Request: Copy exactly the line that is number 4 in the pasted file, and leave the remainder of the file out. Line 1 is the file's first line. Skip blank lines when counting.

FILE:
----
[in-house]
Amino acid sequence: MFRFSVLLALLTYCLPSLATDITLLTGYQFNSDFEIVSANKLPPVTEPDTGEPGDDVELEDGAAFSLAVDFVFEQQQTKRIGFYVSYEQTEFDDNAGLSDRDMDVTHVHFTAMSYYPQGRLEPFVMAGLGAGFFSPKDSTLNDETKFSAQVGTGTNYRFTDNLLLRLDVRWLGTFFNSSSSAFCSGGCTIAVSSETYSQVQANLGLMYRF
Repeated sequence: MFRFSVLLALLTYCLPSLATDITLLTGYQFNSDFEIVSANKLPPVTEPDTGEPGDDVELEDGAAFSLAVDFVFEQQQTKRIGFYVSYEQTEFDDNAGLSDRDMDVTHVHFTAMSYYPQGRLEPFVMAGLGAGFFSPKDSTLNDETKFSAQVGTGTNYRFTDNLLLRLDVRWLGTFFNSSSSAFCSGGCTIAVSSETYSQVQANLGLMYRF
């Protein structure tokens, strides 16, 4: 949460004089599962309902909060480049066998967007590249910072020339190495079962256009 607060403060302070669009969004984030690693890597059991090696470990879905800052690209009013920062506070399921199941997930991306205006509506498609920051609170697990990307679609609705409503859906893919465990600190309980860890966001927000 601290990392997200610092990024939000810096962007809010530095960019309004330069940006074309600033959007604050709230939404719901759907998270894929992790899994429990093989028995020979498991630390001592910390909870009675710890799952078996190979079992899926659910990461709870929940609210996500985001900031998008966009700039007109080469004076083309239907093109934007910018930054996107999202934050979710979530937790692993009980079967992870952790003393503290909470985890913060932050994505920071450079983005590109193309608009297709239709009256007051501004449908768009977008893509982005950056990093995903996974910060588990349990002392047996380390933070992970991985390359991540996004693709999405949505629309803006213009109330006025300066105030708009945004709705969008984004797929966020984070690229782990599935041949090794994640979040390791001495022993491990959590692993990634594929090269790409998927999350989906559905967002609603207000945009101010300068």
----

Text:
């Protein structure tokens, strides 16, 4: 949460004089599962309902909060480049066998967007590249910072020339190495079962256009 607060403060302070669009969004984030690693890597059991090696470990879905800052690209009013920062506070399921199941997930991306205006509506498609920051609170697990990307679609609705409503859906893919465990600190309980860890966001927000 601290990392997200610092990024939000810096962007809010530095960019309004330069940006074309600033959007604050709230939404719901759907998270894929992790899994429990093989028995020979498991630390001592910390909870009675710890799952078996190979079992899926659910990461709870929940609210996500985001900031998008966009700039007109080469004076083309239907093109934007910018930054996107999202934050979710979530937790692993009980079967992870952790003393503290909470985890913060932050994505920071450079983005590109193309608009297709239709009256007051501004449908768009977008893509982005950056990093995903996974910060588990349990002392047996380390933070992970991985390359991540996004693709999405949505629309803006213009109330006025300066105030708009945004709705969008984004797929966020984070690229782990599935041949090794994640979040390791001495022993491990959590692993990634594929090269790409998927999350989906559905967002609603207000945009101010300068």